(As if to remind us that challenges abound, but are best faced with humor and kindness, the universe sends my newfound friend and tour driver Nate Brown a text, letting him know that a new employee on his family’s farm mistook the eggplant shoots in the greenhouse for weeds, and pulled them all out. Nate laughs, and says they’ll probably be just fine with a little gentle replanting and extra care.)
Collaboration. Tolerance. Fun. These are clearly essential qualities of the Lassila operation, and part of what has brought all these people here to walk through wheat fields in 90 degree weather. More fun: a set of brightly painted, psychedelic beehives nestle in the farm’s coulee, provided by researchers at MSU (according to Brian Rogers, who heads that partnership, the distinctive design makes it easier for the bees, who forage up to 3 miles away, to find their particular hive . . . But I have a sneaking suspicion somebody was just having a good time decorating beehives). More collaboration: another farmer, Jess Alger (stay tuned for Jen’s post about her tour of the Alger Ranch!), grazes his cattle on the Lassila’s sudangrass fields (but only after a hard freeze, when the prussic acid that endangers cows has been nullified). And, finally, more tolerance: on our last stop, where we admire dense, nearly harvest ready spring wheat as far as the eye can see, Daryl carefully points out his neighbor’s buffer zone. The farm next door uses conventional chemicals, fertilizers, and pesticides, but they are careful to leave a significant barrier between their lands, and not spray on windy days, respecting the Lassila’s operation and avoiding any risk of contamination and endangerment of the organic status of the Lassila crop.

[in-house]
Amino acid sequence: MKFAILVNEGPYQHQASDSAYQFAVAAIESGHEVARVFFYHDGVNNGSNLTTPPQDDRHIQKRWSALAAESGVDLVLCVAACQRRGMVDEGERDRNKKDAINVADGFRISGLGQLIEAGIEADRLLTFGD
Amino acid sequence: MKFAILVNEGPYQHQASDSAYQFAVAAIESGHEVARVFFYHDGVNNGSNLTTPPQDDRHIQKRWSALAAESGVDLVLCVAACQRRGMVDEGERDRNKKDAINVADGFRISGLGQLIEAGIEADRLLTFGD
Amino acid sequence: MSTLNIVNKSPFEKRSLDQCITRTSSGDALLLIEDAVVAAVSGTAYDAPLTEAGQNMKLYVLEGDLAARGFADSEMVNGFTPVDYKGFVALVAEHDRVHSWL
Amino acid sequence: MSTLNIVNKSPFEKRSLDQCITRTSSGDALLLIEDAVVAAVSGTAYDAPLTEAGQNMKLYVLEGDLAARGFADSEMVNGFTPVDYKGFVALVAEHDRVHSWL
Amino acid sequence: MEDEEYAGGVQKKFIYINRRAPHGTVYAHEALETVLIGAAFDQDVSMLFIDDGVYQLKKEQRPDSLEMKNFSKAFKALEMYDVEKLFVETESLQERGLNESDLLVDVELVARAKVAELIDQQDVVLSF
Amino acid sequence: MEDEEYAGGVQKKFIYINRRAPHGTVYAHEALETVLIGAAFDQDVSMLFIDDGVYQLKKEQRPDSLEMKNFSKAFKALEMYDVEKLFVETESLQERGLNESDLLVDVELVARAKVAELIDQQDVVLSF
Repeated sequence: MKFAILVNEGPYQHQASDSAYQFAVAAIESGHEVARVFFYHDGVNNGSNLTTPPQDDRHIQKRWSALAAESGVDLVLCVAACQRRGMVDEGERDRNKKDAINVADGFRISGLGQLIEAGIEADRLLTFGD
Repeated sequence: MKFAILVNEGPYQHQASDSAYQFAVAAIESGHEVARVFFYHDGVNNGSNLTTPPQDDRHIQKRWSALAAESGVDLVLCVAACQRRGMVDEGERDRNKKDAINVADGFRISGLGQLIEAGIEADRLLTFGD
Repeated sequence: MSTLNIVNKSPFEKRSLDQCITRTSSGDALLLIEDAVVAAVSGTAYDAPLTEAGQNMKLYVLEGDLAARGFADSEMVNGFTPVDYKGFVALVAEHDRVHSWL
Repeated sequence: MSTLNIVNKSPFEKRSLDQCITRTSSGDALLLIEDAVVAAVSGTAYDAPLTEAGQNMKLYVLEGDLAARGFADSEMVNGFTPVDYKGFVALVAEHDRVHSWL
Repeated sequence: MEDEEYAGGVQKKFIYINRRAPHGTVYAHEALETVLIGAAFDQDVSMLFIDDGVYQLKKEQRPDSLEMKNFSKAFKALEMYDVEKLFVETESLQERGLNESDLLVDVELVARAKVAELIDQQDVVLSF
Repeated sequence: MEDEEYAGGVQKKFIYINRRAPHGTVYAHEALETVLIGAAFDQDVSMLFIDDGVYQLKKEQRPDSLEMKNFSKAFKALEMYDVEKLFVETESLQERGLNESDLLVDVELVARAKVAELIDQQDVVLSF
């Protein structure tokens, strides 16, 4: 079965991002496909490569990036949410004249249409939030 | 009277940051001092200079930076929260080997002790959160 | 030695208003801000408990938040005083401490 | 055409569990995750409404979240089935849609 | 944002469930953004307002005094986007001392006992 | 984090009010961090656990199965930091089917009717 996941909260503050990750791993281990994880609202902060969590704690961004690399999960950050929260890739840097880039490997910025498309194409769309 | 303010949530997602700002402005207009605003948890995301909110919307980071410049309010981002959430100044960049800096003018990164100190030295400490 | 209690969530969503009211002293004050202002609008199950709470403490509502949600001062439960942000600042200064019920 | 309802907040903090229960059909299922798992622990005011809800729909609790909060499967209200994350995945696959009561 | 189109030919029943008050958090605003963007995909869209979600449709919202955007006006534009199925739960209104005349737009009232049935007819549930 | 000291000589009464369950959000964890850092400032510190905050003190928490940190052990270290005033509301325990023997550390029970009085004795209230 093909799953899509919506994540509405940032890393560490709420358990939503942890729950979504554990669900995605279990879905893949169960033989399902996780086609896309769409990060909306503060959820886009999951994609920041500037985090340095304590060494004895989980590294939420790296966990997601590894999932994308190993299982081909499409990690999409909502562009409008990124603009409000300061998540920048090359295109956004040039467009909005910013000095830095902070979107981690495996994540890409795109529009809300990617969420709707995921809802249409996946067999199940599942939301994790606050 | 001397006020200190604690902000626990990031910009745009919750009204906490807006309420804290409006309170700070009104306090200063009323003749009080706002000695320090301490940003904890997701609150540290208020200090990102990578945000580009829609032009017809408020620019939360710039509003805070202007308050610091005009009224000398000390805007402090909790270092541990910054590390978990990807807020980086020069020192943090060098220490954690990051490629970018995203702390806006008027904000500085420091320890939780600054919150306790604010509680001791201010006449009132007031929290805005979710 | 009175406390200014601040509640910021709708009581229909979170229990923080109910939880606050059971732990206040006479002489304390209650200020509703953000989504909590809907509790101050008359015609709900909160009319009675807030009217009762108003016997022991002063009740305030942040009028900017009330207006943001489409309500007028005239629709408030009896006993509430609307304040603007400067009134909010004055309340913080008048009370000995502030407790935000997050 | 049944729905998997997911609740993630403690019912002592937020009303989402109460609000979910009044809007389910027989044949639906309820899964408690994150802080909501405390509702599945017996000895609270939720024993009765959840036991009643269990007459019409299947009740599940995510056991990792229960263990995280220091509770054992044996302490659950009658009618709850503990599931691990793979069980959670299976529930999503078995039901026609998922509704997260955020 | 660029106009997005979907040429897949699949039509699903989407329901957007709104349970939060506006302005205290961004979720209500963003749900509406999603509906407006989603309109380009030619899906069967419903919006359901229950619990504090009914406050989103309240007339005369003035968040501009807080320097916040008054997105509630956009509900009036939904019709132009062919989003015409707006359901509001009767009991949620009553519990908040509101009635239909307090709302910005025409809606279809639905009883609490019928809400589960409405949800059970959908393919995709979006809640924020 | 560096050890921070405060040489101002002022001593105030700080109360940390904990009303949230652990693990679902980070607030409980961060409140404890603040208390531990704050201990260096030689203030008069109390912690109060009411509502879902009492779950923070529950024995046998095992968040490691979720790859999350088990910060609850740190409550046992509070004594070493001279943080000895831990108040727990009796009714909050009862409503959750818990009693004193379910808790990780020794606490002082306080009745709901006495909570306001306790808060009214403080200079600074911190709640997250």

At the tour’s end, I thank Nate Brown for the ride and the goat chats. (Alongside his parents, Nate runs Amaltheia Organic Dairy. Their cheese is DELICIOUS, and the dairy is named after the goat that suckled the Greek god Zeus: oh how I love nerdy farmers! Their herd is over 200 goats, and I grew up on a small cashmere goat farm in Virginia, so we have lots of notes to compare.) I take a last gander at the rows of ancient tractors collected by the Lassilas, eat a few cookies, and climb back into my dusty Subaru.
As I make my way back towards the asphalt and traffic of Great Falls, I am once more struck by how grateful I am to have joined AERO, and to be able to observe, support, and pursue work that is good for individuals, communities, and the earth. I’m reminded of a quote dear to my heart, by Wendell Berry – poet, philosopher, longtime activist and my second favorite farmer (after my dad) whose words of wisdom Jen and I swoon over pretty much daily in the office. It’s about good work, the kind of work the Summer Sustainability Tour, and AERO generally, is seeking out, and aiming to support. Berry writes, “We are working well when we use ourselves as the fellow creatures of the plants, animals, materials, and other people we are working with. Such work is unifying, healing. It brings us home from pride and from despair, and places us responsibly within the human estate. It defines us as we are: not too good to work with our bodies, but too good to work poorly or joylessly or selfishly or alone.”